Pull out the Assault Rifle. Pick off some of the kamikazes. Double shotgun - wait until the skeleton thing is right in front of me and fire. Another one - dodge to the side, turn around, repeat. Pull the Rifle back out, do a 180, and strafe to the right, mowing down more infantry. Hear the mechanical sound of a walker to my left - pull out the rocket launcher, hit it in the face. Do another 180 - another skeleton thing is coming right at me. Quick dodge, hit it with a rocket as it flies past. See a thin area in the horde. Quickly dash the crosshair between infantry, popping off two shotgunners here, three kamikazes there; I'm on the other side, and ready to shave off another sliver of extraterrestrial flesh.

The above is a transcription of a little less than 13 seconds of gameplay. Again, the "point" isn't the aiming and firing - doing that flawlessly is simply a fundamental requirement. Instead, the meat of the combat is an almost rhythmic dance of dodging and weapon-switching; it reminds me of a cross between Batman: Arkham Asylum's wide palette of counters and counter-counters, Geometry Wars' need for constant movement and the occasional mad charge into the thick of it, and what I like to call the "Bullet Hell Inversion," where the goal is not so much to dodge projectiles and hostiles as it is to occupy the tiny fraction of space where there aren't any.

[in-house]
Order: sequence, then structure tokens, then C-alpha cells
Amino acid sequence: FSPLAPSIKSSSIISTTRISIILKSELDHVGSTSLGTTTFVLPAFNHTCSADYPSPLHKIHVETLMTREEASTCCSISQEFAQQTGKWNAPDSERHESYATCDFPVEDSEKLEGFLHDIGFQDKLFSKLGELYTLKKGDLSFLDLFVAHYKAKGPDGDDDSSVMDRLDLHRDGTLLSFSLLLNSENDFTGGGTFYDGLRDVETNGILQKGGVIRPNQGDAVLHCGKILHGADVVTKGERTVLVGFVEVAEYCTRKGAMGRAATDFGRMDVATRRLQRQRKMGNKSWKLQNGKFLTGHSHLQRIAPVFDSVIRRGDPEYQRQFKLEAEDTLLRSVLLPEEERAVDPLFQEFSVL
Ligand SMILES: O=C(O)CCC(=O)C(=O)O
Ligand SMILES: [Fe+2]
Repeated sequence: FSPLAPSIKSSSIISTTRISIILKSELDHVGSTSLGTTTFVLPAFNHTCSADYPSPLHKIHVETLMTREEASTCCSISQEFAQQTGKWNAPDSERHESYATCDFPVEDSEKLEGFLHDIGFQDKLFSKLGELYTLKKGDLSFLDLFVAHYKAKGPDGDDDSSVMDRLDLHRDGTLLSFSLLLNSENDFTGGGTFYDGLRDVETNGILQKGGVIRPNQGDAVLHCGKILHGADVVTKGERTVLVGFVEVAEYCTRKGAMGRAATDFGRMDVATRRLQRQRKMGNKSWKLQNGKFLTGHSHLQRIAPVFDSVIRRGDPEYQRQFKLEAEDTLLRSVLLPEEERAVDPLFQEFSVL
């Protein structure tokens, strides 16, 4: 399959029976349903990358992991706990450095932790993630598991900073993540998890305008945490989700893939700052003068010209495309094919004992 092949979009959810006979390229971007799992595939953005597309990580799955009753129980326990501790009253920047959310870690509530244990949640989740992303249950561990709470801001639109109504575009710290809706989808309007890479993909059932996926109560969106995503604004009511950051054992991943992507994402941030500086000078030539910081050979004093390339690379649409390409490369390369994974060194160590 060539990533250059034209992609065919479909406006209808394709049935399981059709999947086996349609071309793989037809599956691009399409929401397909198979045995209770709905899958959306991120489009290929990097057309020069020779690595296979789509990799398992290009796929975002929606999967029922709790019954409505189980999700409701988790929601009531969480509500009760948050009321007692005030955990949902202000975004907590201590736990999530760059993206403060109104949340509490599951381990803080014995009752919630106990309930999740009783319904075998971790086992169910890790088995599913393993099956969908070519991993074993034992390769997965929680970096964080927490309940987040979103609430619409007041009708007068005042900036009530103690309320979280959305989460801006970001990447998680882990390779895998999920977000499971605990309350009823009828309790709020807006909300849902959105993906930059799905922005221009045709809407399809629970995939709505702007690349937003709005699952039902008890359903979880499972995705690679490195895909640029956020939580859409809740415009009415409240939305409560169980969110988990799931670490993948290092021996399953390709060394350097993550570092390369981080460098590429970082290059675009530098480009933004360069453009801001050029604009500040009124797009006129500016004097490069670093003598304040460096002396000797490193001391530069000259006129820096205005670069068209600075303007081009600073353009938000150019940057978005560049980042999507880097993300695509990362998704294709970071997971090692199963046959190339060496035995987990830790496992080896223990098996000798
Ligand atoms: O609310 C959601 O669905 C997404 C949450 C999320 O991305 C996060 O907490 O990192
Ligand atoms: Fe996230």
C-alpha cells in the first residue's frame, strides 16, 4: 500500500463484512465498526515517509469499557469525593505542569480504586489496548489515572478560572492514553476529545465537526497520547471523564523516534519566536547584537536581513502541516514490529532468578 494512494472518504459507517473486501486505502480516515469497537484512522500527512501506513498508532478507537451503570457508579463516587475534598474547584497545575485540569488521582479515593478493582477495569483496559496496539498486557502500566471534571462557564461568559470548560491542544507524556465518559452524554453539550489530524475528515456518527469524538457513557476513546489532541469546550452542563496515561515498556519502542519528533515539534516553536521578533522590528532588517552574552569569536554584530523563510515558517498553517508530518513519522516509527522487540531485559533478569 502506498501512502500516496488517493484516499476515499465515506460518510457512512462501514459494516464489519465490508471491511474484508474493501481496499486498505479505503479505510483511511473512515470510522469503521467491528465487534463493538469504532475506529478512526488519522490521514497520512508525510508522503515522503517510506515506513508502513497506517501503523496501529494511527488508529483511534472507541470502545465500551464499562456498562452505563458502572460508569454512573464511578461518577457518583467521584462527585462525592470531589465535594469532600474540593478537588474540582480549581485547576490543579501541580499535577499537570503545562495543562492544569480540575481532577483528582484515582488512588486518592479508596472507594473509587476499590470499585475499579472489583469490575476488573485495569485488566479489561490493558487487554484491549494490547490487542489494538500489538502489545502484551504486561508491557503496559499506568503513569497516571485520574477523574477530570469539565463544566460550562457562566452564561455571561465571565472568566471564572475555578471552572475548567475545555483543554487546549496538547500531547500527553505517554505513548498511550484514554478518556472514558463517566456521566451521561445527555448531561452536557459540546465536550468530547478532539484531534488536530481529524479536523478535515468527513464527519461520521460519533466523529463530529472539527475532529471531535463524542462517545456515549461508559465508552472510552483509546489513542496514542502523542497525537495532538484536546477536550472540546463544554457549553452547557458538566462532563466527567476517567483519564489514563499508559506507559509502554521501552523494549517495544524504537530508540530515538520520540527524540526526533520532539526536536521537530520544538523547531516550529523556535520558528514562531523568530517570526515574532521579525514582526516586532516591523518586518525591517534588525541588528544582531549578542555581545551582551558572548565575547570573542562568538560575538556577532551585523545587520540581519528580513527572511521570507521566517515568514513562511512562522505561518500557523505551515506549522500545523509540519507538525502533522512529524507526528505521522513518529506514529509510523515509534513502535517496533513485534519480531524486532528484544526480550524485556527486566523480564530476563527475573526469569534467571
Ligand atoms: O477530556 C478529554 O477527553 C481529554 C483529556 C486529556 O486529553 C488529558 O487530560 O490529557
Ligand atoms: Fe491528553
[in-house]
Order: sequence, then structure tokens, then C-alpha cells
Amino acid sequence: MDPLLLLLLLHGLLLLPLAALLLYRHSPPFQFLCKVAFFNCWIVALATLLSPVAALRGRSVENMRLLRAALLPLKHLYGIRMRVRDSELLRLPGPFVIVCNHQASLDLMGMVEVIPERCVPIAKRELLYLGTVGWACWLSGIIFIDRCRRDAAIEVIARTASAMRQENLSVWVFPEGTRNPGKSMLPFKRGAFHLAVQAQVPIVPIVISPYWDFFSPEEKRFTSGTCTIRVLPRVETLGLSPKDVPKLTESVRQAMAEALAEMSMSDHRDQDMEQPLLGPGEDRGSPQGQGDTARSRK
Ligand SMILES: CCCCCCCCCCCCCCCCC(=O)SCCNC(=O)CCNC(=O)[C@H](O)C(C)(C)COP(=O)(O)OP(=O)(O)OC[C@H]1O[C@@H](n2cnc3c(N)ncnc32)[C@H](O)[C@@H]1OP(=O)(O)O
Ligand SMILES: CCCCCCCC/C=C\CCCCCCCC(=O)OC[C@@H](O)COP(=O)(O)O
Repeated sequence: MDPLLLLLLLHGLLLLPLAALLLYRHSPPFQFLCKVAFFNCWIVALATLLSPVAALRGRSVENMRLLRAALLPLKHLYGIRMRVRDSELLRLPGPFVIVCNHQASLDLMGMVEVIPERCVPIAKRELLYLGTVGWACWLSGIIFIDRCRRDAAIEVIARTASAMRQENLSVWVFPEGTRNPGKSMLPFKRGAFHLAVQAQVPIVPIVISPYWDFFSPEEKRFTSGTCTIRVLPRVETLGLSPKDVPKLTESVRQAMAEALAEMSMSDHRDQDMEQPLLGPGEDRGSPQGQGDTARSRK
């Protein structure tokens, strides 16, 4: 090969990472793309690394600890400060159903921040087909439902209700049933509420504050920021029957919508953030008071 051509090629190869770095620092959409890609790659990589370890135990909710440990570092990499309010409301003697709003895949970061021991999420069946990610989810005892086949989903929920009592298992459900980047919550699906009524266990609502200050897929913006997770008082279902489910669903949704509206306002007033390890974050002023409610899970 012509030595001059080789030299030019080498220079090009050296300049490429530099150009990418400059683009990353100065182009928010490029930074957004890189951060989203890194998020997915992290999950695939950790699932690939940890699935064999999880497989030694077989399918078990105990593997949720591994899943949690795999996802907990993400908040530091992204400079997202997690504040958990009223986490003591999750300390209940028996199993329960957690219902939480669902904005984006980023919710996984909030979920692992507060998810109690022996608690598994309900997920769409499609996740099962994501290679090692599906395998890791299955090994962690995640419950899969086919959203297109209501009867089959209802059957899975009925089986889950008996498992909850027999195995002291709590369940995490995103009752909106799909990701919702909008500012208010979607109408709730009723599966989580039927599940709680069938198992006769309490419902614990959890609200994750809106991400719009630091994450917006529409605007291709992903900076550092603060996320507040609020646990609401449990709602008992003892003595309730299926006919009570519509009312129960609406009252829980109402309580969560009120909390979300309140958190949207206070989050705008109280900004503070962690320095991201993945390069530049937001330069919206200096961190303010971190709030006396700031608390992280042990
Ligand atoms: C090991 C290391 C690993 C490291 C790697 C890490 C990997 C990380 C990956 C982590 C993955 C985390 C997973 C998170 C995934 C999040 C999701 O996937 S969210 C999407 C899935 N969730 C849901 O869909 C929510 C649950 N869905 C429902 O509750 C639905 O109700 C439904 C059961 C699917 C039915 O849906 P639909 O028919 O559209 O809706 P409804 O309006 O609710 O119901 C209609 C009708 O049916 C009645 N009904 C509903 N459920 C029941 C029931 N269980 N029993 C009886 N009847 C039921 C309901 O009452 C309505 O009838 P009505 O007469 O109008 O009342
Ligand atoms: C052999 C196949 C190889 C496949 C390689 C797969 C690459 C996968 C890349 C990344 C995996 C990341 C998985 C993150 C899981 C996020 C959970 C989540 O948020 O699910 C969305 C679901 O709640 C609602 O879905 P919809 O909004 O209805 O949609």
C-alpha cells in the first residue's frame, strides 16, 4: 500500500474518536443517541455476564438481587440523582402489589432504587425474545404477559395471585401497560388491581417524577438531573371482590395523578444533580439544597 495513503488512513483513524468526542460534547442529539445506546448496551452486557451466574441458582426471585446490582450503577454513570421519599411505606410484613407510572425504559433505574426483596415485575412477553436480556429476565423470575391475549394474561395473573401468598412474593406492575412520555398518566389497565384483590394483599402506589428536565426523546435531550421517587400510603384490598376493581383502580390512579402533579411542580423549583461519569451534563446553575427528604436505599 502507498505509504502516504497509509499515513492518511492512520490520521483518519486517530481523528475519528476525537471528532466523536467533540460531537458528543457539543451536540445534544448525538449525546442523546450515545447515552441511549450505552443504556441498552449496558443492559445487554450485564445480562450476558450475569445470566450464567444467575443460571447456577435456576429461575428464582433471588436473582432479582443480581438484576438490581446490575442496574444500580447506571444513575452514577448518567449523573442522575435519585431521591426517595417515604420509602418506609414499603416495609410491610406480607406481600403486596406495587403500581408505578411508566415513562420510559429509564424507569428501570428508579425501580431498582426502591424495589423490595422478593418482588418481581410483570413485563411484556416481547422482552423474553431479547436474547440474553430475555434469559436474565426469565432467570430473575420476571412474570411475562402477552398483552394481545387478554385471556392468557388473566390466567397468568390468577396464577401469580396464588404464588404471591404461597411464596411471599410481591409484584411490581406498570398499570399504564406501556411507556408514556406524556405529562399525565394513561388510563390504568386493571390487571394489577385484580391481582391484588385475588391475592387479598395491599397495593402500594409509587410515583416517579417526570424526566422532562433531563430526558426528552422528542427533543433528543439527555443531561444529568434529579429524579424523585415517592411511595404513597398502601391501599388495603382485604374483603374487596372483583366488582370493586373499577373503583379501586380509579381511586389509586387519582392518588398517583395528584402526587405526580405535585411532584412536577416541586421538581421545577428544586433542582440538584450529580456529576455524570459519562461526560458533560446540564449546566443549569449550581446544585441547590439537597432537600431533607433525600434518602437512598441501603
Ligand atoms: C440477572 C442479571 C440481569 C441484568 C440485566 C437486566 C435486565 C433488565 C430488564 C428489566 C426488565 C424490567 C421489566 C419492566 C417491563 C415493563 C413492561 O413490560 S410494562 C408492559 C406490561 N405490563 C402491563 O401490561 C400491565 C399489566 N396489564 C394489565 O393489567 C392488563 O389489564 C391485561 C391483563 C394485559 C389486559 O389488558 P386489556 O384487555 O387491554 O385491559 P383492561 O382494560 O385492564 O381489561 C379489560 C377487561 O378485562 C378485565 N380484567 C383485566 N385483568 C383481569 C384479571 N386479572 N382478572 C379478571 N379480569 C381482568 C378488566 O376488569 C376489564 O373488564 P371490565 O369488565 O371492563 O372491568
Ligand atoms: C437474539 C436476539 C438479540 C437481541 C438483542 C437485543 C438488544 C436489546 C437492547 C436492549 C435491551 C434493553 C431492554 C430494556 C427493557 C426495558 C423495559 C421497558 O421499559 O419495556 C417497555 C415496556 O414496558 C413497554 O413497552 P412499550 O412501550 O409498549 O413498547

After it finishes toying around and takes the training wheels off, Serious Sam 3 ends up requiring a level of mental agility and acuity that'd send Brain Age stumbling for some Advil. The 13 seconds I wrote about above are just that - a fraction of a fraction of one encounter, each requiring a rapid mix of assessments. How quiet is that kamikaze scream? Is that enough time to rocket a walker firing at me? I just killed a scorpion-thing with my double-shotgun; will the reload be finished quickly enough to take down the skeleton monster coming at me from behind?